Meeting News

‘Data wrangling’ essential for small nephrology clinics to survive, adapt

WASHINGTON – Data analyzation, among other strategies, is key for small nephrology practices to survive and adapt in the value-based world, according to two panelists at the Renal Physicians Association’s Nephrology Coverage Advocacy Program in Washington. The panelists spoke about the different ways small practices are evaluated for the Quality Payment Program.

Jeffrey Perlmutter

Jeffrey Perlmutter, MD, the president-elect of the Renal Physicians Association (RPA), and Gary Singer, MD, the founding partner of Midwest Nephrology Associates, spoke before the attendees about Merit-based Incentive Payment Systems (MIPS) quality measures and advancing care information as they relate to small practices. According to the RPA’s website, under the Advancing Care Information (ACI) category, practices of 15 or fewer nephrologists are considered small.

Perlmutter identified some realistic strategies such as getting into an advanced payment model, watching the MIPS YouTube videos, and monitoring your data. Singer said that key points in his practice include investing in a practice manager, having a physician champion and buy-in from other nephrologists in the group.

“We tracked our data through our [electronic health record], there’s a quality score card, and we keep an eye on it as we go on so we can see where we were not doing quite what we needed to do both in advancing care information and on the quality of care side so we could modify things,” Perlmutter said.

Gary Singer

He also said he would spend about an hour a day working on the data. Singer said he works on the data a couple hours per day, although working in such a small clinic allowed for days where he did not work on it as long. The biggest challenges that were presented were the lack of safety nets, time management and constantly changing regulation and targets.

Both speakers noted that RPA meetings, and the association itself, is a huge resource that small nephrology clinics can use.

“You really need to use resources. This is sort of a new and evolving field. A major resource – again giving a plug to the RPA – go to the meetings, watch the webinars, my office manager has been involved in user groups,” Singer said. He also said that meaningful use can be achieved through use of RPA, PQRS and MIPS wizards.

When being evaluated, there are many quality measures that are considered. The top six presented were pneumococcal vaccination status, attention to diabetic nephropathy, blood pressure management (which Perlmutter said should be under 140 over 90 for patients with CKD), medication documentation, tobacco use, and use of high risk medications. – by Jake Scott

 

Reference:

www.renalmd.org

 

 

 

 

WASHINGTON – Data analyzation, among other strategies, is key for small nephrology practices to survive and adapt in the value-based world, according to two panelists at the Renal Physicians Association’s Nephrology Coverage Advocacy Program in Washington. The panelists spoke about the different ways small practices are evaluated for the Quality Payment Program.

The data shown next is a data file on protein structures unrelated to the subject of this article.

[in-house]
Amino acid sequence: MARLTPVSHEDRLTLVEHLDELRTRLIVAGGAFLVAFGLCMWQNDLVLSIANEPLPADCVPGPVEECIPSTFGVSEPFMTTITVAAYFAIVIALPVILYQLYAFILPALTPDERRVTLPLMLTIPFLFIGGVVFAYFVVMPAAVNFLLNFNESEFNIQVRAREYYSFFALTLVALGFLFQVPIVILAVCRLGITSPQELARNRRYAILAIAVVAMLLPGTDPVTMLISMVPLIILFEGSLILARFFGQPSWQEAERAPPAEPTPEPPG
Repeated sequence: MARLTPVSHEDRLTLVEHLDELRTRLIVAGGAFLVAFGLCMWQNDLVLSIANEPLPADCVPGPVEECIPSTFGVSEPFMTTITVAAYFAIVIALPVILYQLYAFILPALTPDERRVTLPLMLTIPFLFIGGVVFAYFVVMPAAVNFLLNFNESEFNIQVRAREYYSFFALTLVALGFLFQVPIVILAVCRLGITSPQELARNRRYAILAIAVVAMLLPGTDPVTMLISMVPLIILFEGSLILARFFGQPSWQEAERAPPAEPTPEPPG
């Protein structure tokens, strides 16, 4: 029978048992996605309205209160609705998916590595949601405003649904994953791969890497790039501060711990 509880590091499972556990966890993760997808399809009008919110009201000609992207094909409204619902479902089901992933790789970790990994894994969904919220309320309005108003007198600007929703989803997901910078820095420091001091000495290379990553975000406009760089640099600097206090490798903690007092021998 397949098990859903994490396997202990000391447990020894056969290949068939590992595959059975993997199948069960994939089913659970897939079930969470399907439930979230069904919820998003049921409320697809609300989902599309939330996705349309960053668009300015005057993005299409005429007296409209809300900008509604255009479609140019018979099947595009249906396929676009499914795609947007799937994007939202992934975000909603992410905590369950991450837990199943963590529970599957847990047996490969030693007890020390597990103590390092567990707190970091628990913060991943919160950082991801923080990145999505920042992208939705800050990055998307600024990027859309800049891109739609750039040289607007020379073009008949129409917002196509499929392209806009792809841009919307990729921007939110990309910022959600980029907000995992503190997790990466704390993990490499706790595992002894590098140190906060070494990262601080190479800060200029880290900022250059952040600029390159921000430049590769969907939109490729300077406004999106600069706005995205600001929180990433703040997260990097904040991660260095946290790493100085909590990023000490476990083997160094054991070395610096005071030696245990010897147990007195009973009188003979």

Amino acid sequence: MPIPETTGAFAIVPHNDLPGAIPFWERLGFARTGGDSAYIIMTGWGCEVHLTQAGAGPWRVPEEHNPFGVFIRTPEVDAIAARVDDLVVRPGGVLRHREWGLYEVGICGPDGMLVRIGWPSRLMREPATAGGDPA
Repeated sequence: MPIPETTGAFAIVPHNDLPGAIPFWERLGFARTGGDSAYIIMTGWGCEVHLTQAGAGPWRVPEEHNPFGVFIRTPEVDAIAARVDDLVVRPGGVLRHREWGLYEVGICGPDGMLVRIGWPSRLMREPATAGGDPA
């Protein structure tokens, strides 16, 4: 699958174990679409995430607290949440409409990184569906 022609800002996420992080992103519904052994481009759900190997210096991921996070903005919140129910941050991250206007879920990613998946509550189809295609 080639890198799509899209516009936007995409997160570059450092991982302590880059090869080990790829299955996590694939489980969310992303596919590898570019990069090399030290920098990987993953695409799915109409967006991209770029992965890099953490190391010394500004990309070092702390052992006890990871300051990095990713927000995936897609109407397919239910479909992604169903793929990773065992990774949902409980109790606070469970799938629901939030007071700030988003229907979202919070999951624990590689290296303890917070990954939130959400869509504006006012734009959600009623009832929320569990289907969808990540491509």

Jeffrey Perlmutter

Jeffrey Perlmutter, MD, the president-elect of the Renal Physicians Association (RPA), and Gary Singer, MD, the founding partner of Midwest Nephrology Associates, spoke before the attendees about Merit-based Incentive Payment Systems (MIPS) quality measures and advancing care information as they relate to small practices. According to the RPA’s website, under the Advancing Care Information (ACI) category, practices of 15 or fewer nephrologists are considered small.

Perlmutter identified some realistic strategies such as getting into an advanced payment model, watching the MIPS YouTube videos, and monitoring your data. Singer said that key points in his practice include investing in a practice manager, having a physician champion and buy-in from other nephrologists in the group.

“We tracked our data through our [electronic health record], there’s a quality score card, and we keep an eye on it as we go on so we can see where we were not doing quite what we needed to do both in advancing care information and on the quality of care side so we could modify things,” Perlmutter said.

Gary Singer

He also said he would spend about an hour a day working on the data. Singer said he works on the data a couple hours per day, although working in such a small clinic allowed for days where he did not work on it as long. The biggest challenges that were presented were the lack of safety nets, time management and constantly changing regulation and targets.

Both speakers noted that RPA meetings, and the association itself, is a huge resource that small nephrology clinics can use.

“You really need to use resources. This is sort of a new and evolving field. A major resource – again giving a plug to the RPA – go to the meetings, watch the webinars, my office manager has been involved in user groups,” Singer said. He also said that meaningful use can be achieved through use of RPA, PQRS and MIPS wizards.

When being evaluated, there are many quality measures that are considered. The top six presented were pneumococcal vaccination status, attention to diabetic nephropathy, blood pressure management (which Perlmutter said should be under 140 over 90 for patients with CKD), medication documentation, tobacco use, and use of high risk medications. – by Jake Scott

PAGE BREAK

 

Reference:

www.renalmd.org